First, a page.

An Iranian man convicted of exporting sensitive nuclear-related materials to Iran has been sentenced to 46 months in prison, according to an announcement from on U.S. Soil for ‘s Regime
— NCRI-FAC (@iran_policy) November 6, 2019
Pourghannad arranged a scheme to obfuscate the export of these materials to Iran, which is prohibited under U.S. sanctions meant to stop Tehran from obtaining sensitive materials that could be used in its nuclear and military programs. The defendants fooled a U.S. manufacturer of carbon fiber by making it appear as if the materials were not destined for Iran. After channeling the material through a complex network of companies based in Europe and the Middle East, Pourghannad and his associates worked to ensure the carbon fiber ultimately ended up in Iran.
“Pourghannad falsified shipment documents and used front companies to export carbon fiber to Iran in violation of U.S. sanctions,” Assistant Attorney of National Security John C. Demers said in a statement.
“Carbon fiber is used by the Iranian regime to further its nuclear, military, and aerospace programs. We continue to thwart the efforts of the Iranian regime to evade our sanctions and work steadfastly with our international partners to investigate, prosecute, and bring sanctions violators to justice,” he added.
The Iranian regime has committed in recent months to breaching international bans of the production of weapons-related material, such as highly enriched uranium.
“Behzad Pourghannad conspired to circumvent U.S. export controls on carbon fiber, a substance with numerous military and aerospace applications,” U.S. attorney for the southern district of New York Geoffrey Berman said in a statement on the sentencing. “The significant sentence Pourghannad received should send a message that such violations, which threaten our national security, will incur stiff penalties.”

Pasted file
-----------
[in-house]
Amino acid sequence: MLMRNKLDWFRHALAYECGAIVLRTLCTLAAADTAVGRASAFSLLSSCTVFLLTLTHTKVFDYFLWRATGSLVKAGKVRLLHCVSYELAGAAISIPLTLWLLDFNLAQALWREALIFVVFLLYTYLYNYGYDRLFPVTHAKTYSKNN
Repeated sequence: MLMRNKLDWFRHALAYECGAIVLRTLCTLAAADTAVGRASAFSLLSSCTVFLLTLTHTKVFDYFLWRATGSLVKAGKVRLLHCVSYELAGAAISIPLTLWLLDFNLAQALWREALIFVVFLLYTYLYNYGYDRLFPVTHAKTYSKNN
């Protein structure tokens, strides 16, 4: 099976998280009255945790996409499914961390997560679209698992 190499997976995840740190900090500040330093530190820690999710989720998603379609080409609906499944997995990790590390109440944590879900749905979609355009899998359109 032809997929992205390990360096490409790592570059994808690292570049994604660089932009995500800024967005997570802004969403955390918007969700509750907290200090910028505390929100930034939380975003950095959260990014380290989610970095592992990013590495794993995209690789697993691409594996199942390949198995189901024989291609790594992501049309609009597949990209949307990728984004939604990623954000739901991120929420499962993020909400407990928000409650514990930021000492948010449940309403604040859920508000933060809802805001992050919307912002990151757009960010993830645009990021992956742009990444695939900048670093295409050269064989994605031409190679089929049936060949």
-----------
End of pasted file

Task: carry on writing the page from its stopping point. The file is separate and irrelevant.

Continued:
Between 2008 and 2013, Pourghannad and two codefendants who lived in Iran worked to obtain carbon fiber in the United States and clandestinely export it to Iran through a series of cutouts in third countries, a violation of U.S. sanctions. In addition to enlisting a network of cutout companies meant to obfuscate their actions, Pourghannad and his associates contacted a U.S.-based carbon fiber manufacturer to provide the materials, which were then channeled through Europe, Dubai, the United Arab Emirates, and, finally, and Iranian-based company, the Free Beacon report added.
U.S. sanctions and laws governing sensitive military-related materials prohibit any foreign individuals from exporting controlled materials to countries subject to American sanctions, such as Iran. Pourghannad was extradited to the United States by Germany as a result of the evidence implicating him in the scheme.